Bernard Noël “Banjo Barney” McKenna (16 December 1939 – 5 April 2012) was an Irish musician and a founding member of The Dubliners he played the tenor banjo, mandolin, and melodeon. He was most renowned as a banjo player.
Born in Donnycarney, County Dublin, McKenna played the banjo from an early age, beginning because he could not afford to buy the instrument of his choice, a mandolin. He was a member of The Dubliners from 1962 and was, along with violinist John Sheahan, the only living member of the original (1962) formation at the time of his death. Prior to joining the Dubliners, he had spent a few months in The Chieftains. In addition to his work on traditional Irish music, he also played jazz on occasion.
Barney used GDAE tuning on a 19-fret tenor banjo, an octave below fiddle/mandolin and, according to musician Mick Moloney, was single-handedly responsible for making the GDAE-tuned tenor banjo the standard banjo in Irish music.
Barney remained a great favourite with live audiences, and some of the loudest and most affectionate applause followed the tunes and songs on which he was the featured performer. He was well known for his unaccompanied renditions of songs such as ‘South Australia’ and ‘I Wish I Had Someone to Love Me’. His banjo solos on tunes such as ‘The Maid Behind the Bar’, ‘The High Reel’ and ‘The Mason’s Apron’, where he was usually accompanied by Eamonn Campbell on guitar, were often performed to cries of “C’mon Barney!” from audience or band members. Another featured spot in Dubliners performances is the mandolin duet that Barney played with John Sheahan – again with Eamonn Campbell providing guitar accompaniment. As Barney often pointed out to the audience: “It’s an Irish duet, so there’s three of us going to play it”.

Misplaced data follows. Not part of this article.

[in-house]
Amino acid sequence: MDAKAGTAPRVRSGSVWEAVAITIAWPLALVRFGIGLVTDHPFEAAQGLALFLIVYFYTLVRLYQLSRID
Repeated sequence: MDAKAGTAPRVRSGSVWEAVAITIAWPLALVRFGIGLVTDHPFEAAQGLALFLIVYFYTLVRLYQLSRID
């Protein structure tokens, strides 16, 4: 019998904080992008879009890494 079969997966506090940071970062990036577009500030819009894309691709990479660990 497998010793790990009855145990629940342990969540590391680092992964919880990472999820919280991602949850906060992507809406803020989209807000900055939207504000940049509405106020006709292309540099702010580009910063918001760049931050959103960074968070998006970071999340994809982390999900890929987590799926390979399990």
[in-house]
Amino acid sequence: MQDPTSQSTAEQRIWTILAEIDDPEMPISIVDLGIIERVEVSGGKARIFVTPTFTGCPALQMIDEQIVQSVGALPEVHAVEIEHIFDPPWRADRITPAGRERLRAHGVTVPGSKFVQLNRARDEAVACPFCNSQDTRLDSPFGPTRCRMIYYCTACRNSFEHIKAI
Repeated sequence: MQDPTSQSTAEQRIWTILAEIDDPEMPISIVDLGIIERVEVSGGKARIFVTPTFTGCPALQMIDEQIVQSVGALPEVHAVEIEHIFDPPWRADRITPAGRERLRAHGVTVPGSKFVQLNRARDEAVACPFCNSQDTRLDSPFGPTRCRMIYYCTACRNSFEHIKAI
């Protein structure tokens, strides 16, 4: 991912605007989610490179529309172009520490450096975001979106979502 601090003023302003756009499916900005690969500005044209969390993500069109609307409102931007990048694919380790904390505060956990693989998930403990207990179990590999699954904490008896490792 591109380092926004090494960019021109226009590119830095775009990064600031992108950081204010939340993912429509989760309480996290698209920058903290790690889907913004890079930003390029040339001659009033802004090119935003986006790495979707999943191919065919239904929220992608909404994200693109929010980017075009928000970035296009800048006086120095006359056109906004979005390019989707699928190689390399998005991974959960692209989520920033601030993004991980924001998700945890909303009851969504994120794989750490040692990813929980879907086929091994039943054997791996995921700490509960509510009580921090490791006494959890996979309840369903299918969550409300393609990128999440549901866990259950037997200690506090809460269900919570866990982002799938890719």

Barney’s tendency to relate funny, and often only marginally believable, stories was legendary amongst Dubliners fans and friends. These anecdotes became known as Barneyisms, and Barney’s friend, and former Dubliners bandmate, Jim McCann has been collecting them for a book.
Barney was a keen fisherman, and many of the songs he has recorded with The Dubliners have been shanties and nautical ballads.
Barney McKenna is mentioned several times in the song ‘O’Donoghue’s’ by Andy Irvine, which describes the Dublin traditional music scene of the early-mid-1960s that found a spiritual home in O’Donoghue’s Pub in Dublin’s Merrion Row.
McKenna died, unexpectedly, on the morning of 5 April 2012 after collapsing in the kitchen of his home in Howth, Co. Dublin. He was buried at St Loman’s Cemetery in Trim, County Meath, on 9 April 2012. At first it was unclear whether The Dubliners would continue their 50th Anniversary Tour in the wake of McKenna’s death. However they soon confirmed that they would “do their best to honour all the concert dates for the rest of the year ”